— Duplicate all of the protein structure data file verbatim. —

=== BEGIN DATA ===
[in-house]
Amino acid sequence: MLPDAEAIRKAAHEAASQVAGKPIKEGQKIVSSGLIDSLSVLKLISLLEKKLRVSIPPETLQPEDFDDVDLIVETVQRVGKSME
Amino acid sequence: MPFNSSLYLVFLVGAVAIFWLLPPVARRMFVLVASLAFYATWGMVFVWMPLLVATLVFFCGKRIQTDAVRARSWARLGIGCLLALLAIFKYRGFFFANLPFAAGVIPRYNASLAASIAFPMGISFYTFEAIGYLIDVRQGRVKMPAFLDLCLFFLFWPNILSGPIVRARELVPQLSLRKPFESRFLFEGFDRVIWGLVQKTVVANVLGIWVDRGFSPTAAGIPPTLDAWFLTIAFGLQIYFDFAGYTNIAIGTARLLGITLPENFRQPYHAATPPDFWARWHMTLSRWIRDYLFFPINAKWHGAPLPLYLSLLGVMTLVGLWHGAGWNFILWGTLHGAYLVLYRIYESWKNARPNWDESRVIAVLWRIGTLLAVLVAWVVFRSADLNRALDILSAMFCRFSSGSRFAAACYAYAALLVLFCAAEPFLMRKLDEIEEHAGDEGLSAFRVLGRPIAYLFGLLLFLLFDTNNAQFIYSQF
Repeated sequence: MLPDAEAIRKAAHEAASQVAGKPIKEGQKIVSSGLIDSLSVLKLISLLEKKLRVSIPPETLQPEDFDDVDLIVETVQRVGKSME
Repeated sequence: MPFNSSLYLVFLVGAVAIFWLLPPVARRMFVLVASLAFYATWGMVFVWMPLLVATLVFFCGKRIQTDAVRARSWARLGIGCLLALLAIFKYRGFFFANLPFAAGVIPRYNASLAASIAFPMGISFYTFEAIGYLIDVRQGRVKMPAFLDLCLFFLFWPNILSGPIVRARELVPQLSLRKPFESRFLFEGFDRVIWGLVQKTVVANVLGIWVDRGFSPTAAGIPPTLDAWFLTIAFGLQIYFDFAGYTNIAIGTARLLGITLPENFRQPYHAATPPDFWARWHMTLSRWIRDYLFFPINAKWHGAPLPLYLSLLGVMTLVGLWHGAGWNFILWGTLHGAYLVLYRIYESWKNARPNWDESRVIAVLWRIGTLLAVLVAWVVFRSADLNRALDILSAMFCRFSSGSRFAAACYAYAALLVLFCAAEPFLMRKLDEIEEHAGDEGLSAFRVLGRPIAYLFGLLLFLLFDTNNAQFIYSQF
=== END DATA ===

[in-house]
Amino acid sequence: MLPDAEAIRKAAHEAASQVAGKPIKEGQKIVSSGLIDSLSVLKLISLLEKKLRVSIPPETLQPEDFDDVDLIVETVQRVGKSME
Amino acid sequence: MPFNSSLYLVFLVGAVAIFWLLPPVARRMFVLVASLAFYATWGMVFVWMPLLVATLVFFCGKRIQTDAVRARSWARLGIGCLLALLAIFKYRGFFFANLPFAAGVIPRYNASLAASIAFPMGISFYTFEAIGYLIDVRQGRVKMPAFLDLCLFFLFWPNILSGPIVRARELVPQLSLRKPFESRFLFEGFDRVIWGLVQKTVVANVLGIWVDRGFSPTAAGIPPTLDAWFLTIAFGLQIYFDFAGYTNIAIGTARLLGITLPENFRQPYHAATPPDFWARWHMTLSRWIRDYLFFPINAKWHGAPLPLYLSLLGVMTLVGLWHGAGWNFILWGTLHGAYLVLYRIYESWKNARPNWDESRVIAVLWRIGTLLAVLVAWVVFRSADLNRALDILSAMFCRFSSGSRFAAACYAYAALLVLFCAAEPFLMRKLDEIEEHAGDEGLSAFRVLGRPIAYLFGLLLFLLFDTNNAQFIYSQF
Repeated sequence: MLPDAEAIRKAAHEAASQVAGKPIKEGQKIVSSGLIDSLSVLKLISLLEKKLRVSIPPETLQPEDFDDVDLIVETVQRVGKSME
Repeated sequence: MPFNSSLYLVFLVGAVAIFWLLPPVARRMFVLVASLAFYATWGMVFVWMPLLVATLVFFCGKRIQTDAVRARSWARLGIGCLLALLAIFKYRGFFFANLPFAAGVIPRYNASLAASIAFPMGISFYTFEAIGYLIDVRQGRVKMPAFLDLCLFFLFWPNILSGPIVRARELVPQLSLRKPFESRFLFEGFDRVIWGLVQKTVVANVLGIWVDRGFSPTAAGIPPTLDAWFLTIAFGLQIYFDFAGYTNIAIGTARLLGITLPENFRQPYHAATPPDFWARWHMTLSRWIRDYLFFPINAKWHGAPLPLYLSLLGVMTLVGLWHGAGWNFILWGTLHGAYLVLYRIYESWKNARPNWDESRVIAVLWRIGTLLAVLVAWVVFRSADLNRALDILSAMFCRFSSGSRFAAACYAYAALLVLFCAAEPFLMRKLDEIEEHAGDEGLSAFRVLGRPIAYLFGLLLFLLFDTNNAQFIYSQF